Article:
MOST IMPORTANT INGREDIENT
IN OUR SUCCESS
by: EUGENE WHITMORE
Business history proves that the people who have the most
to gain from a new development are frequently the first and
most vigorous opponents of the idea. It also proves that had
the typical business pioneer listened to his financial backers,
his board of directors or other intimate associates he would
have abandoned his idea before it got oil the ground.
When Cyrus H. K. Curtis was building the circulation
of the Ladies’ Home Journal the Philadelphia advertising
agency of N. W. Ayer & Son sold him an extensive adver-
tising campaign which pushed the circulation to the then
unheard of total of 100,000 copies a month.
Encouraged by this success Curtis outlined his plans to
Mr. Ayer for even greater expansion. Ayer told him that he
would need bank credit and credit from a big paper mill.
He asked Curtis how much credit would be needed.
“Two hundred thousand dollars,” explained Curtis. This
seems like petty cash when considered against today’s mil-
lions required for a national magazine. Curtis showed so
much enthusiasm and confidence in his ability to expand
Ayer agreed to help him obtain credit.
The two men went to Boston to visit Crocker, Burbank
& Company, owners of large paper mill properties. The
owners of the paper mill had been notified in advance of
the visit of Ayer and Curtis. When they arrived they were
greeted with typical New England courtesy, reserved but
friendly. Then they were told that it was useless to discuss
credits as it had already been decided that the paper com-
pany could not consider extending credit for six months,
and for $100,000.
Curtis outlined his plans for expanding his publishing
enterprise. Although his efforts proved futile as far as the
paper mill owners were concerned his enthusiasm kindled a
fire in the mind of Mr. Ayer. When it was obvious that the
paper makers were determined to refuse credit Mr. Curtis
was asked to leave the room for a few moments. When he
returned the paper makers told him they had changed their
minds; the credit would be granted.
Curtis returned to Philadelphia and pushed the circula-
tion of the Ladies’ Home Journal so rapidly that many new
advertisers were attracted. He paid the paper bills as they
Then he purchased the moribund Saturday Evening Post
for $1,000 because of its name and because it had once been
published by Benjamin Franklin. Nearly everybody in the
publishing, advertising and paper business predicted that
he would soon lose all the money he had made from the
Ladies’ Home Journal on the feeble weekly he had pur-
chased. But Curtis had big plans. He went to the same
Boston paper makers and asked for six months credit.
After long discussions behind closed doors Curtis obtained
credit for a six month supply of paper. At the end of six
months the money to pay the notes was not available. He
went to Boston again, for another selling job on the paper
makers. Some members of the firm were opposed to granting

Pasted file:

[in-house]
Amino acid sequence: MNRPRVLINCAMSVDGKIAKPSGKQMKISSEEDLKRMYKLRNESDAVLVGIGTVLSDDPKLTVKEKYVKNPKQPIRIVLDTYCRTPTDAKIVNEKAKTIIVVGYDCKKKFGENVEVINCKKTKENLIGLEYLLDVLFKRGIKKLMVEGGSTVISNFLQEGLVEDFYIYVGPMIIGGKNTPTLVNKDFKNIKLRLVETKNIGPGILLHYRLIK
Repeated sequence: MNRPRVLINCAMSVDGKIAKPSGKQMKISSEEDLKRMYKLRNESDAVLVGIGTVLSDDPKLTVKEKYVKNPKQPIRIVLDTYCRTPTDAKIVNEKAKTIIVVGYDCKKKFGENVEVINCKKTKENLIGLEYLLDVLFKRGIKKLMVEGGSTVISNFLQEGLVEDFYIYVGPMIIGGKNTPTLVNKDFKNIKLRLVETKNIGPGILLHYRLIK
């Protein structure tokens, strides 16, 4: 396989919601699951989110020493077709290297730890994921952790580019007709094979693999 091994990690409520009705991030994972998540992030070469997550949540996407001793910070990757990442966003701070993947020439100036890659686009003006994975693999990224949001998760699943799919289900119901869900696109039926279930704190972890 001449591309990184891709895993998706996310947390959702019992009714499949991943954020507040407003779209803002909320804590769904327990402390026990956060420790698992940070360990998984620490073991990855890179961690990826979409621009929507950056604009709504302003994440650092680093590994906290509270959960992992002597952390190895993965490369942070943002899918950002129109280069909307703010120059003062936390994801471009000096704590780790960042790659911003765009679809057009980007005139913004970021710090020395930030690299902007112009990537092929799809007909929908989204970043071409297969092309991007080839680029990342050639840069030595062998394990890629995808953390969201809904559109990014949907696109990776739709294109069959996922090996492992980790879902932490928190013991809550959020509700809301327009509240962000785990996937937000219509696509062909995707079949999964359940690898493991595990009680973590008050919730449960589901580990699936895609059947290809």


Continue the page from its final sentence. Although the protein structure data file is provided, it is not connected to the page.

him any more credit, but finally he succeeded in winning
over two younger members of the firm. They convinced
the older men that the Curtis business should be accepted—
on credit, for another six months.
Curtis promised that this accommodation would never be
forgotten, and predicted that Crocker, Burbank would grow
along with the Curtis Publishing Company. Both Curtis
magazines prospered, and Crocker, Burbank added huge
papermaking machines to take care of the Curtis contract.
For thirty-four years thereafter Curtis bought paper from
Crocker, Burbank until it became necessary to find new
production where more water was available. Gradually Cur-
tis financed other paper mills, or established its own mills
and Crocker, Burbank relinquished the business to care for
Years after Curtis was a prompt paying customer of
Crocker, Burbank and was using all the paper the company
could produce one of the paper makers told him that his
first credit was granted only because Mr. Ayer agreed to
guarantee payment of the notes.
Had it not been for the selling job Curtis did on Mr. Ayer,
had not Ayer agreed to guarantee payment there probably
would be no Ladies’ Home Journal, as we know it today,
and no Saturday Evening Post.
Only supreme faith in his own ability could have con-
vinced Ayer, who had seen many publications fail, that the
ideas of Mr. Curtis were worth backing with heavy financial
commitments. Yet the people who had so much to gain
from the Curtis orders for paper backed away from the
opportunity and required a guarantee from a third party
before accepting the business.
No enterprise succeeds without great faith—the sort of
faith which sets other men on fire with enthusiasm and
confidence. Almost no great enterprise ever enjoys smooth
sailing in its early history and the records of business are
jammed with accounts of early failures because somebody
lacked faith to go ahead.
Several early stockholders in the Ford Motor Company
sold stock which later would have made them multi-million-
aires had they kept faith and retained their stock.
Make fools believe in their foreseeing
Of things before they are in being;
To swallow gudgeons ere they’re catch’d,
And count their chickens ere they’re hatch’d.
Hudibras, SAMUEL BUTLER
Perseverence, dear my lord, Keeps honor bright.
Troilus and Cressida, WILLIAM SHAKESPEARE
The wise man must be wise before, not after, the event.
Fabulae Incertae, EPICHARMUS
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Church of the Science of God
La Jolla, California 92038-3131
© Church of the Science of GOD, 1993